The Truth About the Safety of Crib Bumpers
As a new mom, your Spidey sense is in overdrive, watchful for anything that could possibly harm your little one. And for a protective parent, those hard wooden crib slats can seem especially suspect. What if baby hits her head? You might be tempted to turn to crib bumpers as a solution—but are crib bumpers safe? Hear what experts say about crib bumper safety and what alternatives you may want to use instead.
A crib bumper, or a crib liner, is designed to surround the interior sides of baby’s crib to prevent her from slipping her limbs through the slats or banging her head accidentally. But while they’re meant to protect baby, studies show they can actually have the opposite effect.
The answer is a big, resounding no. “The American Academy of Pediatrics currently doesn’t recommend crib bumpers because of the concern of Sudden Infant Death Syndrome (SIDS),” explains Blair Hammond, MD, assistant professor of pediatrics at Mount Sinai Hospital in New York City. The concern is that an infant could suffocate if his nose and mouth get trapped under or against the pad. “Some crib bumpers are marketed as being safe, but for something to be promoted, there should be studies showing that they are safe, and currently there’s not enough data there to prove that crib bumpers are safe.”
In fact, statistics show crib bumpers can pose serious—sometimes fatal—risks for infants. Data from the US Consumer Product Safety Commission (CPSC) shows that between 1990 and 2016, 282 babies were injured and 107 babies died in incidents in which a crib bumper was used in the crib.
Feel as if you need bumpers to protect baby’s head from getting bumped or caught in the crib slats? You really don’t. Since 1973, federal regulations have required crib slats to be narrow enough to prevent baby’s head from poking through. And the risks associated with baby bumping his head aren’t nearly as high as the risks of suffocation. Plus, even with the use of crib bumpers, baby can still hit his head: A 2015 study found that infants hitting their head and getting their limbs trapped in the crib slats still happened when bumpers were used in the crib. The CPSC is in the process of setting new recommendations for how crib bumpers should be regulated, but in the meantime the agency emphasizes that “ bare is best”—meaning the safest way for baby to sleep is in a crib with nothing but a tightly fitted sheet. “We strongly advise the public to stop using padded crib bumpers,” CPSC Chairman Elliot F. Kaye says in a 2016 statement. “In our view, they do nothing more than contribute to the deadly clutter in many of our nation’s cribs.”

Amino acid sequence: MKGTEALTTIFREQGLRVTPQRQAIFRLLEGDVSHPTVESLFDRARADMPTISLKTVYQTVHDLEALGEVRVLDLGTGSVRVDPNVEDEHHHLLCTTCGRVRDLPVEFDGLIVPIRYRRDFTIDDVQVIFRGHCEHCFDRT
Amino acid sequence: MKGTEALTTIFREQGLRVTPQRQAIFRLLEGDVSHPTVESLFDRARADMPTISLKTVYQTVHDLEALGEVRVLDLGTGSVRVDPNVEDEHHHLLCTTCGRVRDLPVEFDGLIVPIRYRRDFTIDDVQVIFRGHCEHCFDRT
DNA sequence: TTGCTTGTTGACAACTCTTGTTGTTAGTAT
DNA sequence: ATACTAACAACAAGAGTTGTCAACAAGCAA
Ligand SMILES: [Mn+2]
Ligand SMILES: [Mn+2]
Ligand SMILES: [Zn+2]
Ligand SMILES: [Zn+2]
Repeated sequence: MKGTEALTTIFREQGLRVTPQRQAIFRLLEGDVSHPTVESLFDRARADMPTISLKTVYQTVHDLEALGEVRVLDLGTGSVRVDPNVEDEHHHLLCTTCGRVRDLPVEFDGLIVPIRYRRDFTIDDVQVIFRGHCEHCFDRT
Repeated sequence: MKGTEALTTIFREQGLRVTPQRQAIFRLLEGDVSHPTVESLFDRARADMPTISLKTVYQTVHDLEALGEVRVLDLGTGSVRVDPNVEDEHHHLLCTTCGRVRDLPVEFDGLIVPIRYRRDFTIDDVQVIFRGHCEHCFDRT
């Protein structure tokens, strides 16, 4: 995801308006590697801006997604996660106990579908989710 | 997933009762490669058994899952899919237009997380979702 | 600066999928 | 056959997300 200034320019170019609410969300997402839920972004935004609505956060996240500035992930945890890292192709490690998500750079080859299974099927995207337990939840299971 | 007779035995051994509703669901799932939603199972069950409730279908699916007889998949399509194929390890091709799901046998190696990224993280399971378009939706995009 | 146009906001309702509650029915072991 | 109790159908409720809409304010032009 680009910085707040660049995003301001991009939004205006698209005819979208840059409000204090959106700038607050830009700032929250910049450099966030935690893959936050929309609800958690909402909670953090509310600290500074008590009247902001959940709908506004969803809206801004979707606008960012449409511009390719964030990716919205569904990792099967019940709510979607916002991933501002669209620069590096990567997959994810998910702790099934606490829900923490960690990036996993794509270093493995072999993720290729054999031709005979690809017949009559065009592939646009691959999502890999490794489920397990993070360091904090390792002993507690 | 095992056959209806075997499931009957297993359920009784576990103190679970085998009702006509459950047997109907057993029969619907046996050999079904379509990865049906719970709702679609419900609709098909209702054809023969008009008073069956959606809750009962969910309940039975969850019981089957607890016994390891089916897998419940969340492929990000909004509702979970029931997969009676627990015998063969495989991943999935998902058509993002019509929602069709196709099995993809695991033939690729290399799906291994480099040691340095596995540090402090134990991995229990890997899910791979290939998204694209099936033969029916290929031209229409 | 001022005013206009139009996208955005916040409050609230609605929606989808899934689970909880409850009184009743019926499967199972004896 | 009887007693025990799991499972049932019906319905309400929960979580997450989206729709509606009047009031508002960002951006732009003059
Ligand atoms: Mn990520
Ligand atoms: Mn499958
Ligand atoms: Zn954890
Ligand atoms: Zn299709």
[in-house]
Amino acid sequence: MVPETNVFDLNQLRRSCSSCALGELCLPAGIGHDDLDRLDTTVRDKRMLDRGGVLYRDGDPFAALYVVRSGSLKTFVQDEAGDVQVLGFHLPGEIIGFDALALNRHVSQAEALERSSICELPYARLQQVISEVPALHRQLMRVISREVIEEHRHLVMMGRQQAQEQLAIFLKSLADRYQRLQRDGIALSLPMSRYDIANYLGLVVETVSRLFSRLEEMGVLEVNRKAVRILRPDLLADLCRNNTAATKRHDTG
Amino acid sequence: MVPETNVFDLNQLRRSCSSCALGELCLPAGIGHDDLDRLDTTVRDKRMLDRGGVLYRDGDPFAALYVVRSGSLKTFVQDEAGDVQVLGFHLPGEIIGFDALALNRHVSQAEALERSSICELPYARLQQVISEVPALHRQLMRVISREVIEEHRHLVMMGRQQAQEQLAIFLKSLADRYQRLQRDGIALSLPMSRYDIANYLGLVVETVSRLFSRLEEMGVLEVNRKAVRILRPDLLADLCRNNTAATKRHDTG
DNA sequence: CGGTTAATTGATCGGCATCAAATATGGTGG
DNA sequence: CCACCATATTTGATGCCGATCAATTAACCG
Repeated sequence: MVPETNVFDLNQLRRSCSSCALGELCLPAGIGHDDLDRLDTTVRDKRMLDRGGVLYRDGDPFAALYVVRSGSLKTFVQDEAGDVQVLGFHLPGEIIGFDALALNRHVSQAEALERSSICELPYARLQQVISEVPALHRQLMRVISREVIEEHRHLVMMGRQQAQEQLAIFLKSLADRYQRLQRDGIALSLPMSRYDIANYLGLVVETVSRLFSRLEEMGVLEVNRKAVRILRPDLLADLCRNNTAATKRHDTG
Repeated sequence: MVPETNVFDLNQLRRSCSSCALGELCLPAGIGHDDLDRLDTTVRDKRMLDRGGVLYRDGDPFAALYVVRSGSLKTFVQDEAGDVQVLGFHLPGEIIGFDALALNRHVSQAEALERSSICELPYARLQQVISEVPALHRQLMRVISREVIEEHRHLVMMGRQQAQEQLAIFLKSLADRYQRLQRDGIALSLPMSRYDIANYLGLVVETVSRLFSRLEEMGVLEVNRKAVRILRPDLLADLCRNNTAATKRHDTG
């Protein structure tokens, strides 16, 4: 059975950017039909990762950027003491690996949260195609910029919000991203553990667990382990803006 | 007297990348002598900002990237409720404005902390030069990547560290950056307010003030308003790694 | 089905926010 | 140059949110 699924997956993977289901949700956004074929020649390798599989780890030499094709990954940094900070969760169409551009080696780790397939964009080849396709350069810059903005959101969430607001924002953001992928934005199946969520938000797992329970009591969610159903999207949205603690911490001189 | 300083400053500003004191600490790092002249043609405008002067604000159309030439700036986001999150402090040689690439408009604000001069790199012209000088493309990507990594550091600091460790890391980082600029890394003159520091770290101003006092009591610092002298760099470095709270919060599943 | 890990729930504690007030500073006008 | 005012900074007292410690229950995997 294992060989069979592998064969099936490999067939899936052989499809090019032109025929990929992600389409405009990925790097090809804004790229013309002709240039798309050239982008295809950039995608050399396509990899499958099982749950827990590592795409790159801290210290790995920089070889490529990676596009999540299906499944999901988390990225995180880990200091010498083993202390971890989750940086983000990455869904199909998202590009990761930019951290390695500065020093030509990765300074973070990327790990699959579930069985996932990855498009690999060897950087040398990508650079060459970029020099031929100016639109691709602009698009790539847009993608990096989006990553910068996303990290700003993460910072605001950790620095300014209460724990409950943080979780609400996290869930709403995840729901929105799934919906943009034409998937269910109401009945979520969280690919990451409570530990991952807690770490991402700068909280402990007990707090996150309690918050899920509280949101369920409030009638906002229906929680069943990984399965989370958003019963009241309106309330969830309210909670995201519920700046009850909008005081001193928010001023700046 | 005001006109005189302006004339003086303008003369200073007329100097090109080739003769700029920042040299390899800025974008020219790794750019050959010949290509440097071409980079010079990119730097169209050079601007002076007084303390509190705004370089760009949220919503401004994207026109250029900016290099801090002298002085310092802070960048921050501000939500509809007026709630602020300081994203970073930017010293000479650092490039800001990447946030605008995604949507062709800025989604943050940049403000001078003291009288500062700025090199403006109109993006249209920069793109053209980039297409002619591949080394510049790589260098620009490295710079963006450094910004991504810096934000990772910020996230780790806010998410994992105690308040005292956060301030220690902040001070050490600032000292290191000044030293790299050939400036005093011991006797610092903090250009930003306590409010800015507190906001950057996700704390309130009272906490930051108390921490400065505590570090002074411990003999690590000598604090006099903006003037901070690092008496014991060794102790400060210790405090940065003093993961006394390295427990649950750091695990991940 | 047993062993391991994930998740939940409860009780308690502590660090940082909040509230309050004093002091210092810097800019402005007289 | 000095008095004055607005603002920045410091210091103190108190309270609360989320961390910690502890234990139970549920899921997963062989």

Are mesh crib bumpers safe?
The bulk of the CPSC investigation into crib bumper safety focused on padded crib bumpers, and the agency says there’s currently not enough evidence to say whether mesh crib bumpers are safe or unsafe, citing a need for more research.
In the meantime, it’s obviously better to be safe than sorry. While mesh crib bumpers may seem more breathable, it doesn’t mean they’re suffocation-proof. “Even with mesh bumpers, the same safety concerns are there,” Hammond says. “We advise against using them.”
Bottom line: The best way to keep baby safe in her crib is to follow the AAP’s safe sleep guidelines. Place baby to sleep on her back with nothing in the crib—that means no blankets, pillows, stuffed toys or crib bumpers—except a fitted sheet.
Are crib bumpers safe for older babies?
While toddlers aren’t at high risk for SIDS, crib bumpers create a whole set of new problems for them. “As kids get older, the concern is that crib bumpers could be used as a launching pad,” Hammond explains. “Babies might step on them to get up a little higher and get out of the crib, and end up falling and hurting themselves.” Again, resist the urge to buy those cute little crib bumpers altogether.
So if crib bumpers aren’t safe, what are your alternatives? “I see why people like crib bumpers. I have kids, and when they were young they sometimes got their legs caught between the slats,” Hammond says. “But, unfortunately, there isn’t a great alternative to crib bumpers.”
Hammond does have one suggestion, though: a playard or portable crib (often used while traveling). Hammond says she used one herself for her third child. With bendable mesh sides, babies can’t put their feet through them or bonk their heads.
Published September 2017